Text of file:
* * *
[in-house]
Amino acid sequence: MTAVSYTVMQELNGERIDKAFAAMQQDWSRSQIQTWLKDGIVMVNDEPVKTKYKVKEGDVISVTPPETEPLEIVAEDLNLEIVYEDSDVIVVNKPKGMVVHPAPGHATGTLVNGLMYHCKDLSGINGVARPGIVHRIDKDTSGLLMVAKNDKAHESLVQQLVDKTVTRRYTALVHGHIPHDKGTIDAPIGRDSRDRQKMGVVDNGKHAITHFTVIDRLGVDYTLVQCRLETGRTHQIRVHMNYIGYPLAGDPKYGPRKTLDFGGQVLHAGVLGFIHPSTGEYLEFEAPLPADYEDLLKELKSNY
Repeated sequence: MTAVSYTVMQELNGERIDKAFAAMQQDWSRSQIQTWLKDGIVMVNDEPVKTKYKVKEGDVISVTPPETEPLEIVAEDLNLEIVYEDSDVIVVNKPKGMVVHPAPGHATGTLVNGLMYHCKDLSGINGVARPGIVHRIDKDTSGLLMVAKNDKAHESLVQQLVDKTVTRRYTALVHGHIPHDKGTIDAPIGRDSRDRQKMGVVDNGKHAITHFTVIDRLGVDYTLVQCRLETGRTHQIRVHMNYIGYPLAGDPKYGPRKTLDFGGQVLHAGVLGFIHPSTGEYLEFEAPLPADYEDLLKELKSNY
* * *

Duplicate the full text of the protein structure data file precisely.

[in-house]
Amino acid sequence: MTAVSYTVMQELNGERIDKAFAAMQQDWSRSQIQTWLKDGIVMVNDEPVKTKYKVKEGDVISVTPPETEPLEIVAEDLNLEIVYEDSDVIVVNKPKGMVVHPAPGHATGTLVNGLMYHCKDLSGINGVARPGIVHRIDKDTSGLLMVAKNDKAHESLVQQLVDKTVTRRYTALVHGHIPHDKGTIDAPIGRDSRDRQKMGVVDNGKHAITHFTVIDRLGVDYTLVQCRLETGRTHQIRVHMNYIGYPLAGDPKYGPRKTLDFGGQVLHAGVLGFIHPSTGEYLEFEAPLPADYEDLLKELKSNY
Repeated sequence: MTAVSYTVMQELNGERIDKAFAAMQQDWSRSQIQTWLKDGIVMVNDEPVKTKYKVKEGDVISVTPPETEPLEIVAEDLNLEIVYEDSDVIVVNKPKGMVVHPAPGHATGTLVNGLMYHCKDLSGINGVARPGIVHRIDKDTSGLLMVAKNDKAHESLVQQLVDKTVTRRYTALVHGHIPHDKGTIDAPIGRDSRDRQKMGVVDNGKHAITHFTVIDRLGVDYTLVQCRLETGRTHQIRVHMNYIGYPLAGDPKYGPRKTLDFGGQVLHAGVLGFIHPSTGEYLEFEAPLPADYEDLLKELKSNY